Target low-performing or costly routes, and leverage government assets to guide convergence

Where public transport is expensive and service quality is low, replacing certain poorly-performing, expensive bus services may increase the overall attractiveness of public transport. By undertaking inventories of existing public transport routes to examine the potential for alternative service delivery models, public authorities and public transport operators can evaluate where synergies with innovative mobility services are strongest. Governments can also leverage assets they control to guide this convergence: Re-allocating parking space at public transport hubs, for instance, can improve the convenience of trips by public transport combined with rides-services; as can the creation of curb-side pick-up and drop-off zones.

Split regulatory oversight from operation of urban transport and adapt procurement practices

The governance of public transport will play an essential role in either facilitating or impeding the convergence of traditional and innovative mobility services, and of ride services in particular. Split responsibilities complicate the task of aligning outcomes. For instance the regulation of ride services may be in the hands of an authority in charge of taxi or for-hire services, while public transport regulation may fall under a completely different authority. Governance models that unify regulatory oversight and planning functions, define quality outcomes and performance objectives, and set contractual relationships to deliver these across a wide range of mobility operators may accelerate the integration of these into a co-ordinated ecosystem. Procurement rules for ride services and platform-based micro-transit services, however, will have to adapt to the specificities of these services. In particular, this will require a focus on outcomes (e.g. average wait times) versus strict service delivery (e.g. on-time performance).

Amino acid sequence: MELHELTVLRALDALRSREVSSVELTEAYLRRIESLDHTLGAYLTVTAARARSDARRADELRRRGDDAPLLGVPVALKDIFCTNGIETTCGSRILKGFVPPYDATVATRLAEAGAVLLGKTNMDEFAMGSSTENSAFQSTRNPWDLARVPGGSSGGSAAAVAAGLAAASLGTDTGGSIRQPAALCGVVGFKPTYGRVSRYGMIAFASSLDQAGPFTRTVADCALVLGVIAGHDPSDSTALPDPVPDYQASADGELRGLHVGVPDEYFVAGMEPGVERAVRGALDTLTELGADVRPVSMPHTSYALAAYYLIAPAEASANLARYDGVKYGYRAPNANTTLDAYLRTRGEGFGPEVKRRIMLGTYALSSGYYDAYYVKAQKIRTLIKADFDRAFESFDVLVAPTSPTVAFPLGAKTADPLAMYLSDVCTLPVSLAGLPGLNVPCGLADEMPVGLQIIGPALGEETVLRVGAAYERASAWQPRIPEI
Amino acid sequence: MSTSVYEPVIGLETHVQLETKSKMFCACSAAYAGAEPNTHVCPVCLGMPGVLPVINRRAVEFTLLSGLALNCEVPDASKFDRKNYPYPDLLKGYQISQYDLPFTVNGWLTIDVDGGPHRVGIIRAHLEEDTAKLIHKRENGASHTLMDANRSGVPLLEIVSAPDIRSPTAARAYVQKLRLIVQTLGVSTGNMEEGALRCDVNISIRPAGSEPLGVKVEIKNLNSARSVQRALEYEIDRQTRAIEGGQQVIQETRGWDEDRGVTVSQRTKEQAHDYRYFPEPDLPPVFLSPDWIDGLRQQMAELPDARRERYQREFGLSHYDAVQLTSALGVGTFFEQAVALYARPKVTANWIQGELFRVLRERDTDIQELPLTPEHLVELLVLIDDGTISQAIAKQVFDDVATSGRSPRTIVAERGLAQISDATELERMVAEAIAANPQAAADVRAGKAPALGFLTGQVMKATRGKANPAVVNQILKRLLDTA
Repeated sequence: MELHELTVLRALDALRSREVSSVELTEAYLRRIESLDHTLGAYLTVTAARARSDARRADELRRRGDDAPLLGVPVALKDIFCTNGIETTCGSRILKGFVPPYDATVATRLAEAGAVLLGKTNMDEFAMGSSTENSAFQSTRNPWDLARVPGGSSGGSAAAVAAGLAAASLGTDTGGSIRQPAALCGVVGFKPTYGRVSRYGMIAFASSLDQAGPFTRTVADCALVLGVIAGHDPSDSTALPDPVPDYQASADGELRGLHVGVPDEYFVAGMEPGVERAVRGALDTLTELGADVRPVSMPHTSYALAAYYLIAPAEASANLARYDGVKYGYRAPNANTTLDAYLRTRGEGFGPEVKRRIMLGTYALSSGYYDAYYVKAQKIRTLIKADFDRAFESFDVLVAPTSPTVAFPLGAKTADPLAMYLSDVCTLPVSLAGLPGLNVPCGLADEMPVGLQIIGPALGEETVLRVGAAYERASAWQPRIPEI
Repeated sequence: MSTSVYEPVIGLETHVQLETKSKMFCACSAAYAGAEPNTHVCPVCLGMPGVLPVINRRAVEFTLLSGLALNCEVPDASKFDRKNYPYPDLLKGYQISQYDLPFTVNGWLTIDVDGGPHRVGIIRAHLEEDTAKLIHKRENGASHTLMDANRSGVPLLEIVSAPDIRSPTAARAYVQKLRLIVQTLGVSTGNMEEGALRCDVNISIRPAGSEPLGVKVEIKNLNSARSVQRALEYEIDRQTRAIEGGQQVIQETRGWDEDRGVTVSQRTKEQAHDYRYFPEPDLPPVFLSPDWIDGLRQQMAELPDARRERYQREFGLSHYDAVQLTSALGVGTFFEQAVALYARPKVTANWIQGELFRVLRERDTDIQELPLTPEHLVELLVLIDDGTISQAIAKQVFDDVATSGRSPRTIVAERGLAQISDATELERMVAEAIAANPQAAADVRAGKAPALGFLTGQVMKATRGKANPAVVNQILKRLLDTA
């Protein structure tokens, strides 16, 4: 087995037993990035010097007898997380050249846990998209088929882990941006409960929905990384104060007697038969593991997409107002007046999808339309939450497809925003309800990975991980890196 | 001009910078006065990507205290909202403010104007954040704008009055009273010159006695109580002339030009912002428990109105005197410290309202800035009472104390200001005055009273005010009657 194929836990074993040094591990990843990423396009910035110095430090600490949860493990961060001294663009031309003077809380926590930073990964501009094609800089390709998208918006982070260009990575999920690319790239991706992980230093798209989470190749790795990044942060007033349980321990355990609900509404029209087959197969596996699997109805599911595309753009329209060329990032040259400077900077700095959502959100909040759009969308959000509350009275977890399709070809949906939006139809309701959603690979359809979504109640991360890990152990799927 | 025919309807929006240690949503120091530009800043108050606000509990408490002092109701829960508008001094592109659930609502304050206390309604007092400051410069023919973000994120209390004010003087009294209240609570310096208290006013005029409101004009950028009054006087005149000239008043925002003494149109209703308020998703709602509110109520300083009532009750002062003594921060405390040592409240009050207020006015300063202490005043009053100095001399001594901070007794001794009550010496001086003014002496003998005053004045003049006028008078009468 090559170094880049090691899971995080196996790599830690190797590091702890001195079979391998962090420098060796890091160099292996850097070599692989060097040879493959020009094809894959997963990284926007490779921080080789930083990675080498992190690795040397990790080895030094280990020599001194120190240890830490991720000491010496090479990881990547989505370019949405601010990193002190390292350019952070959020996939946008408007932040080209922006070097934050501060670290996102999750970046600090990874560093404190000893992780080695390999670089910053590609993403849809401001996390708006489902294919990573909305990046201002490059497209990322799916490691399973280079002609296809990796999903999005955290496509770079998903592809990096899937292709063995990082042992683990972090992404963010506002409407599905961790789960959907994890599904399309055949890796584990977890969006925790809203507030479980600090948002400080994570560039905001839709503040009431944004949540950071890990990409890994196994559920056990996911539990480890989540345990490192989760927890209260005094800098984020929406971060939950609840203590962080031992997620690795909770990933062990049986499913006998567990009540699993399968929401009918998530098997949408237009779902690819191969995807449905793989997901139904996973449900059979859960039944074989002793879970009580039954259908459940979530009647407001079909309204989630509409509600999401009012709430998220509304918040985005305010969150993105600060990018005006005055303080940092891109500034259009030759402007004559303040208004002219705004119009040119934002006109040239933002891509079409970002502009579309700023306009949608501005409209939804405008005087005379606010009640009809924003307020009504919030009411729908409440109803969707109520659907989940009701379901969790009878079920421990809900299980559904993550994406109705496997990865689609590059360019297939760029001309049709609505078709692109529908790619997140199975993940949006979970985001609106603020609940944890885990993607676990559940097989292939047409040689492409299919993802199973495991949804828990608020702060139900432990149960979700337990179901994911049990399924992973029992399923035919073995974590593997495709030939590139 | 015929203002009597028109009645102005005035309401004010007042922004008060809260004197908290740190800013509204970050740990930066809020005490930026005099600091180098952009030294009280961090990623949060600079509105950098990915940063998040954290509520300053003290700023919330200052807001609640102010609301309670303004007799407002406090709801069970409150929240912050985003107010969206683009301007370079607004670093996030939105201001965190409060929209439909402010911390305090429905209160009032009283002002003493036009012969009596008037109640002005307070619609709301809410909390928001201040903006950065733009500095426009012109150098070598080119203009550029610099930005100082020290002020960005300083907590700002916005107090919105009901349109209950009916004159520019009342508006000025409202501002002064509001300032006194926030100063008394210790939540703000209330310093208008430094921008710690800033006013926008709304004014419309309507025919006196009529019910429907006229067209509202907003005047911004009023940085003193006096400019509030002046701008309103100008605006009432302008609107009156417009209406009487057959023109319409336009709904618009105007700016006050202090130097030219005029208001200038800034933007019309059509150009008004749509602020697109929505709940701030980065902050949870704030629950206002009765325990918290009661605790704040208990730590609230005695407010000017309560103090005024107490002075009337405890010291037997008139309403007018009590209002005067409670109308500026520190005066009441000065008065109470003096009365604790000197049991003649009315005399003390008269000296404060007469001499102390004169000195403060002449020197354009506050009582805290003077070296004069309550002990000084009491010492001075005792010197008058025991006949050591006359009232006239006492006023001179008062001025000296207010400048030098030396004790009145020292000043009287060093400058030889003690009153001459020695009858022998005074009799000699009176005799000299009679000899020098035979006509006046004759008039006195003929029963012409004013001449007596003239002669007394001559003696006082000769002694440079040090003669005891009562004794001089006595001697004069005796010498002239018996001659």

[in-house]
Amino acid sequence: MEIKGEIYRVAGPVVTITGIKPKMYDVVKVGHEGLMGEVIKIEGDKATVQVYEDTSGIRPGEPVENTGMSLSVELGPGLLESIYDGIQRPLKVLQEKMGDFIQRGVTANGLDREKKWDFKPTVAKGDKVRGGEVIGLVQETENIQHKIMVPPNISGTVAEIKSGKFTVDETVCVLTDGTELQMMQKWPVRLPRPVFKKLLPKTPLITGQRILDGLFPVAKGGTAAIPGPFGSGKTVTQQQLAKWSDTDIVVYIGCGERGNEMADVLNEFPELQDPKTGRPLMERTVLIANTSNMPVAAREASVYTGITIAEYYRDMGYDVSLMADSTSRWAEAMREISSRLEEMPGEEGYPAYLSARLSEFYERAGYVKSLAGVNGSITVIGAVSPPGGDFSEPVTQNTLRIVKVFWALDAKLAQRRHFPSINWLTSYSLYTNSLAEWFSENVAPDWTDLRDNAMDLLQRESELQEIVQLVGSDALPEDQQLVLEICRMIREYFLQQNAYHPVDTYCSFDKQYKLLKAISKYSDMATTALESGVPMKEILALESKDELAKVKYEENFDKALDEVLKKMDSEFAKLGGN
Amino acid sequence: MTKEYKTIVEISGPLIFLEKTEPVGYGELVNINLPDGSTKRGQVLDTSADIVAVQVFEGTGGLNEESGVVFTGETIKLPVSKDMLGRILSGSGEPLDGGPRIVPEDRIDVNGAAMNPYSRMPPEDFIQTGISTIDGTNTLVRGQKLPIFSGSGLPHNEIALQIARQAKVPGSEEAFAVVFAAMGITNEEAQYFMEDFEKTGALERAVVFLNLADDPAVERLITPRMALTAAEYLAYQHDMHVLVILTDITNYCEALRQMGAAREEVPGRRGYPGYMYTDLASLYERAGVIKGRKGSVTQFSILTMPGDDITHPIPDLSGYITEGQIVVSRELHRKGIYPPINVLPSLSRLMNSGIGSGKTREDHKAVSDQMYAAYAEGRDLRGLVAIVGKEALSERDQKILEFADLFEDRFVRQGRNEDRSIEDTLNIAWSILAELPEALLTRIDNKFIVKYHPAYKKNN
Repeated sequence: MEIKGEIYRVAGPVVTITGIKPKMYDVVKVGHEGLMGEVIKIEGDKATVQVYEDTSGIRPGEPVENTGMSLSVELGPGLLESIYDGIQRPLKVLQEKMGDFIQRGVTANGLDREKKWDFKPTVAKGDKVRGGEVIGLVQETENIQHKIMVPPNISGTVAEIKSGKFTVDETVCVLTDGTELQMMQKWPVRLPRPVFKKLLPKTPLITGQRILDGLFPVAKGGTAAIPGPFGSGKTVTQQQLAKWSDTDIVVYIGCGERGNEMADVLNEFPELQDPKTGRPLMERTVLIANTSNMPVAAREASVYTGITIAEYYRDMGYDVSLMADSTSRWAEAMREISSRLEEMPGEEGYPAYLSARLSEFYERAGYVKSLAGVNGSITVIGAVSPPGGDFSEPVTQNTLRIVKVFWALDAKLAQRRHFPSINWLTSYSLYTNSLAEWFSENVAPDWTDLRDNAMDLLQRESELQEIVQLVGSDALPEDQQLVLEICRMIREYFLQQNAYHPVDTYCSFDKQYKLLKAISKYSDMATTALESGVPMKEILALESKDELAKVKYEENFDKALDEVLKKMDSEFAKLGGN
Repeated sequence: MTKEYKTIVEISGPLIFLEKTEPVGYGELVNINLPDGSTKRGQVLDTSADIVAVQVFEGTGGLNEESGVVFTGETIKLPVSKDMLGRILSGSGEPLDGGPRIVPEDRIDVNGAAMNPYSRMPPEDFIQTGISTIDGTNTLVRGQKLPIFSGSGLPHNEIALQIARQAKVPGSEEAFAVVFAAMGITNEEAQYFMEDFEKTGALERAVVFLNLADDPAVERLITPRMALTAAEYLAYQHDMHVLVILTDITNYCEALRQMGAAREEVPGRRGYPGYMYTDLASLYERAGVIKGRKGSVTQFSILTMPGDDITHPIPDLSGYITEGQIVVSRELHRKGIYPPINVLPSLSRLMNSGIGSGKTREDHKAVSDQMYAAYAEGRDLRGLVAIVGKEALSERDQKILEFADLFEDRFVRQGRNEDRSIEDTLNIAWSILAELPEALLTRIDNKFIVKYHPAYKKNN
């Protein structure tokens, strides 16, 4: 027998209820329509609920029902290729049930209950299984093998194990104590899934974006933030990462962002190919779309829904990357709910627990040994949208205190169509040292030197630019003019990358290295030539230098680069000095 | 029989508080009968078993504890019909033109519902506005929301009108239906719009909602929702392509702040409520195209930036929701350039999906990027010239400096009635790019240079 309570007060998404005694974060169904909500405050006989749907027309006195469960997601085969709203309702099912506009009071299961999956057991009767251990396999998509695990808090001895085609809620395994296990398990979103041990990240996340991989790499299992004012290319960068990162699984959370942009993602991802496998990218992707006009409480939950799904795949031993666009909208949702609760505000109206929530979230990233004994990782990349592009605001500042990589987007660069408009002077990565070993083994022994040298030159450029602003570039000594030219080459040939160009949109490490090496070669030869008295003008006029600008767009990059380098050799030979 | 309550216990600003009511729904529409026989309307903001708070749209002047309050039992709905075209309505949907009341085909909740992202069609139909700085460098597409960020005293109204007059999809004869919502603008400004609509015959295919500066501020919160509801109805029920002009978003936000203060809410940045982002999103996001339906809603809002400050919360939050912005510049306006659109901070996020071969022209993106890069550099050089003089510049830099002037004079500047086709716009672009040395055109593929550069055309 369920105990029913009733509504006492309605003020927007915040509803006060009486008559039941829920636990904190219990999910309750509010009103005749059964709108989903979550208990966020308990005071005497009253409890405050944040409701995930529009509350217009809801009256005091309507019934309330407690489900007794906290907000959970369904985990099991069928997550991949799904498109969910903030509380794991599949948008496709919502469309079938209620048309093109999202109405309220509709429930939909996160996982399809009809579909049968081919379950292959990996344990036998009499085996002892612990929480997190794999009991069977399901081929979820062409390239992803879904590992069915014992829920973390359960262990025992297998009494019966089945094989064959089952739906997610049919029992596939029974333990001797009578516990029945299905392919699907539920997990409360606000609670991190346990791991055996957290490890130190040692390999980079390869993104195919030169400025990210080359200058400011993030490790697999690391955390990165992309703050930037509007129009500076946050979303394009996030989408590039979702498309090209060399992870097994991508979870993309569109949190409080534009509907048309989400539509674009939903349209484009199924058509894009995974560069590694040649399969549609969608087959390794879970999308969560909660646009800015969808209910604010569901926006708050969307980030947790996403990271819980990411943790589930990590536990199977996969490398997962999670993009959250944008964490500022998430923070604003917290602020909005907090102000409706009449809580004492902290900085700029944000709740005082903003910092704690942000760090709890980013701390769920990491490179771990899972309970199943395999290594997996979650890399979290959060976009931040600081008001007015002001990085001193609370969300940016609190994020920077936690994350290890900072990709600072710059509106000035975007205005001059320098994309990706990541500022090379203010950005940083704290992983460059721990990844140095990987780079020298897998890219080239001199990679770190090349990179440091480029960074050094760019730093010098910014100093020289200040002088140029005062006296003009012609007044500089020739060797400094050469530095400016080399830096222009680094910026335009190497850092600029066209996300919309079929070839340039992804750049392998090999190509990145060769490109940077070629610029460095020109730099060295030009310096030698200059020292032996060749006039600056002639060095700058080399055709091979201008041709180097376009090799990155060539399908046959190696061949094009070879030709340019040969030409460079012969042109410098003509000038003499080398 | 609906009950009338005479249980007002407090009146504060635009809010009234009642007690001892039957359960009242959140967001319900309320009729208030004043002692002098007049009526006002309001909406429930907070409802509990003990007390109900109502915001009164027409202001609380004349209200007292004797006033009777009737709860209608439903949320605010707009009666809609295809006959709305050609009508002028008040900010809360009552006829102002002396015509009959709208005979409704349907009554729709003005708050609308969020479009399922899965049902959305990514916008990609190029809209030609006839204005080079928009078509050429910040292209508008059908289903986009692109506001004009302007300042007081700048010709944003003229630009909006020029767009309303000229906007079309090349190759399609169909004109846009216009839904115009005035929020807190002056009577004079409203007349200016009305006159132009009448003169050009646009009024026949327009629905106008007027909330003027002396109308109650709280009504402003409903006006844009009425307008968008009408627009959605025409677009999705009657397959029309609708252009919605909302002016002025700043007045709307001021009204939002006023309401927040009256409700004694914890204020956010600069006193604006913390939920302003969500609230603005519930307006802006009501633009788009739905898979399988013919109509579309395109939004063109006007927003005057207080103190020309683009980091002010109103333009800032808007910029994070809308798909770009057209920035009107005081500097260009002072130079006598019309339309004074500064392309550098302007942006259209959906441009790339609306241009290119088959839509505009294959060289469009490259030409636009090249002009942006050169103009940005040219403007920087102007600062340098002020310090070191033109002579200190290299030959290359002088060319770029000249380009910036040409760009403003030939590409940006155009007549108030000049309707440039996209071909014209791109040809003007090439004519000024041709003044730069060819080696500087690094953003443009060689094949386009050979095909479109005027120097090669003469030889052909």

Mitigate innovation risk for new services through pilots and portfolio management

Public authorities must ensure that public expenditure delivers value to citizens. This is understandable, but can also hamper their ability to engage in innovative arrangements where the value for the public is initially uncertain. Time-bound pilot projects contain this risk, and many jurisdictions in the United States have used these. Public agencies might also create public-private “innovation laboratories” that manage a portfolio of new projects to help identify interesting initiatives. National authorities can help as well, by creating dedicated programmes to help fund trials that have the potential for widespread replication. A good example is the US Federal Transit Agency’s “Mobility on Demand Sandbox” programme. Another option to avoid the risk of lock-in with single service providers is for public authorities to implement user-side subsidies rather than supplier-side subsidies.

Incentivise age- and disability-friendly interactions in partnerships between public transport and ride-service operators

Ageing has a major influence on disability trends. These, in turn, will have an impact on the ability of an ageing population to remain mobile and enjoy good access to services, opportunities and other people. Many older people are affected by impairments including loss of visual acuity, loss of hearing, short-term memory loss or difficulties in balancing. The design and delivery of partnerships between public transport and ride services must take this development into account so as not to exclude older people and those with disabilities. Public authorities should generally ensure that innovative services meet the needs of the population as a whole on an inclusive basis. Incentives for ride-services to deploy wheelchair-accessible vehicles, appropriate levels of training for drivers, call centres for bookings and questions for users with special needs and innovative contracts between operators and public authorities to improve para-transit services (like in Boston) are examples for how this can be achieved.

  • ITF-report: New relationship between public transport and innovative mobility.